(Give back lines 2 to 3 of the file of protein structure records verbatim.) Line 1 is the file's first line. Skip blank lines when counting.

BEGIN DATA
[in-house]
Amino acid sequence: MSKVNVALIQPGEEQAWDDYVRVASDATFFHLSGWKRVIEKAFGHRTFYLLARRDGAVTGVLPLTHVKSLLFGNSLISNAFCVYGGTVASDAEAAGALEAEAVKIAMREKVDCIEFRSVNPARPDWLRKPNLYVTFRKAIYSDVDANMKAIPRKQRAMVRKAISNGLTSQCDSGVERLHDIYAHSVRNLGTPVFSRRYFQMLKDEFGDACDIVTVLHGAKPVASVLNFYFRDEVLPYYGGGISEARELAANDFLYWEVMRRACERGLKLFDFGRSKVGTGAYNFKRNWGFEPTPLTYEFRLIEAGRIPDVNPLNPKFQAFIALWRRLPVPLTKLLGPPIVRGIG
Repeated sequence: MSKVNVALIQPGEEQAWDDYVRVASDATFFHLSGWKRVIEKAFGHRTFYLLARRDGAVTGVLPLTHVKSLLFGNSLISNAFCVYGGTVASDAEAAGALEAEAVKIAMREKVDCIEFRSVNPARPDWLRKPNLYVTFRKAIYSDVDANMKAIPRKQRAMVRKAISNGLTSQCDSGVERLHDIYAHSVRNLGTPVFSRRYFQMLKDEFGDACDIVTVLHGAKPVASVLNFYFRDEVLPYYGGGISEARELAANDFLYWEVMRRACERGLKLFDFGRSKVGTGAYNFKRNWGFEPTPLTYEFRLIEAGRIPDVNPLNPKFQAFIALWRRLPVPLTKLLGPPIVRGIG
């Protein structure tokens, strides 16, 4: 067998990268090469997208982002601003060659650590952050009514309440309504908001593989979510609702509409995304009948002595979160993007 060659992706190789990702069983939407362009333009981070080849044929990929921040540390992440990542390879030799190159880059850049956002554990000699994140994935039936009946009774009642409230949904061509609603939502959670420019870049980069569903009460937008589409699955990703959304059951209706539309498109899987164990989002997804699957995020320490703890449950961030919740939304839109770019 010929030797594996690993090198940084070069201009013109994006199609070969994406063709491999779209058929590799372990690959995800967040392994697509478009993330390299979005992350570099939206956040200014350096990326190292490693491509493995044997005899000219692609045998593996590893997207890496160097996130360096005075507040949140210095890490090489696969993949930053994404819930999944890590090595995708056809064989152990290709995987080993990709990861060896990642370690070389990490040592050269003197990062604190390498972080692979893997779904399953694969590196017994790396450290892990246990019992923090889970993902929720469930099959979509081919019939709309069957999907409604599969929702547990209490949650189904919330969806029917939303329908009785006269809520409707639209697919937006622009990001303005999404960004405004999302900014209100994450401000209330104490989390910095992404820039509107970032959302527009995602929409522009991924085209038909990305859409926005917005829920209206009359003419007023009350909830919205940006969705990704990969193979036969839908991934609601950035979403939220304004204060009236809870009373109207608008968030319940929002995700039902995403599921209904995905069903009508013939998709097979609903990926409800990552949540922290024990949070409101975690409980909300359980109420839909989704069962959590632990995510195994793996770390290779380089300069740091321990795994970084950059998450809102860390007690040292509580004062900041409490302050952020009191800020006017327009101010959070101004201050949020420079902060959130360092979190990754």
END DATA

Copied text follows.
Amino acid sequence: MSKVNVALIQPGEEQAWDDYVRVASDATFFHLSGWKRVIEKAFGHRTFYLLARRDGAVTGVLPLTHVKSLLFGNSLISNAFCVYGGTVASDAEAAGALEAEAVKIAMREKVDCIEFRSVNPARPDWLRKPNLYVTFRKAIYSDVDANMKAIPRKQRAMVRKAISNGLTSQCDSGVERLHDIYAHSVRNLGTPVFSRRYFQMLKDEFGDACDIVTVLHGAKPVASVLNFYFRDEVLPYYGGGISEARELAANDFLYWEVMRRACERGLKLFDFGRSKVGTGAYNFKRNWGFEPTPLTYEFRLIEAGRIPDVNPLNPKFQAFIALWRRLPVPLTKLLGPPIVRGIG
Repeated sequence: MSKVNVALIQPGEEQAWDDYVRVASDATFFHLSGWKRVIEKAFGHRTFYLLARRDGAVTGVLPLTHVKSLLFGNSLISNAFCVYGGTVASDAEAAGALEAEAVKIAMREKVDCIEFRSVNPARPDWLRKPNLYVTFRKAIYSDVDANMKAIPRKQRAMVRKAISNGLTSQCDSGVERLHDIYAHSVRNLGTPVFSRRYFQMLKDEFGDACDIVTVLHGAKPVASVLNFYFRDEVLPYYGGGISEARELAANDFLYWEVMRRACERGLKLFDFGRSKVGTGAYNFKRNWGFEPTPLTYEFRLIEAGRIPDVNPLNPKFQAFIALWRRLPVPLTKLLGPPIVRGIG